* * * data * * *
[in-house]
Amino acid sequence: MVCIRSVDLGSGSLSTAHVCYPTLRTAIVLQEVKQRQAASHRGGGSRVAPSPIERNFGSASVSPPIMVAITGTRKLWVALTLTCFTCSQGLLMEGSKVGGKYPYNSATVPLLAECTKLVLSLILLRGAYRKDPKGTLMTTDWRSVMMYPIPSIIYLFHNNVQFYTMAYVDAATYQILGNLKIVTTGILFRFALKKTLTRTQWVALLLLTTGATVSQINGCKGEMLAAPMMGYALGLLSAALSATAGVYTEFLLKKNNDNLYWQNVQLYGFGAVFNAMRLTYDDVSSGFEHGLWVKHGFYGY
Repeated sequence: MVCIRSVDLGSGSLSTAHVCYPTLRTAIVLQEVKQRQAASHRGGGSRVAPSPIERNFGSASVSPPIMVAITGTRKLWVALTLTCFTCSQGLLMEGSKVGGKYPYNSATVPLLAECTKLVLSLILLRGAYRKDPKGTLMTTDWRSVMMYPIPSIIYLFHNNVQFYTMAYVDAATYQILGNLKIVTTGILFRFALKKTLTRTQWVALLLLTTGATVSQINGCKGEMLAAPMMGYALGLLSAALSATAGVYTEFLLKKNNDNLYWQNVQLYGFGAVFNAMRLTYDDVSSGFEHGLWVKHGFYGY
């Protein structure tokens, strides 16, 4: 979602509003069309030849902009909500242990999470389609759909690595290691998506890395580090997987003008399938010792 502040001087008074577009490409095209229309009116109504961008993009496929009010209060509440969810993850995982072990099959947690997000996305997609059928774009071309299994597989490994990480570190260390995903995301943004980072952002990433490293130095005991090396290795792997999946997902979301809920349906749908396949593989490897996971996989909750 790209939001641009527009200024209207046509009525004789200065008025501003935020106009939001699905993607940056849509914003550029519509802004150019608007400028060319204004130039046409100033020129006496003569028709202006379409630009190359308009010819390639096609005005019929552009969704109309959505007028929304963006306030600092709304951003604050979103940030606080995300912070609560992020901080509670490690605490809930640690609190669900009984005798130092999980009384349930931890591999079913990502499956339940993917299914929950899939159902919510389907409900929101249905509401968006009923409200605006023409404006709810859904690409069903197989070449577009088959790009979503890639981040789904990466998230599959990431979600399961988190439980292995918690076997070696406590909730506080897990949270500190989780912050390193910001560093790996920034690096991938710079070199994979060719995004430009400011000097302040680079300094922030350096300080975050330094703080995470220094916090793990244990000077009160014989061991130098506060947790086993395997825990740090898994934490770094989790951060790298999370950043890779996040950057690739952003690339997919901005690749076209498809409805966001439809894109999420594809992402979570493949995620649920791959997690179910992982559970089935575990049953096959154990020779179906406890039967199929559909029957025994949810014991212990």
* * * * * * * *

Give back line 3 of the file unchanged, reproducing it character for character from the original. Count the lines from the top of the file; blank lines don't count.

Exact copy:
Repeated sequence: MVCIRSVDLGSGSLSTAHVCYPTLRTAIVLQEVKQRQAASHRGGGSRVAPSPIERNFGSASVSPPIMVAITGTRKLWVALTLTCFTCSQGLLMEGSKVGGKYPYNSATVPLLAECTKLVLSLILLRGAYRKDPKGTLMTTDWRSVMMYPIPSIIYLFHNNVQFYTMAYVDAATYQILGNLKIVTTGILFRFALKKTLTRTQWVALLLLTTGATVSQINGCKGEMLAAPMMGYALGLLSAALSATAGVYTEFLLKKNNDNLYWQNVQLYGFGAVFNAMRLTYDDVSSGFEHGLWVKHGFYGY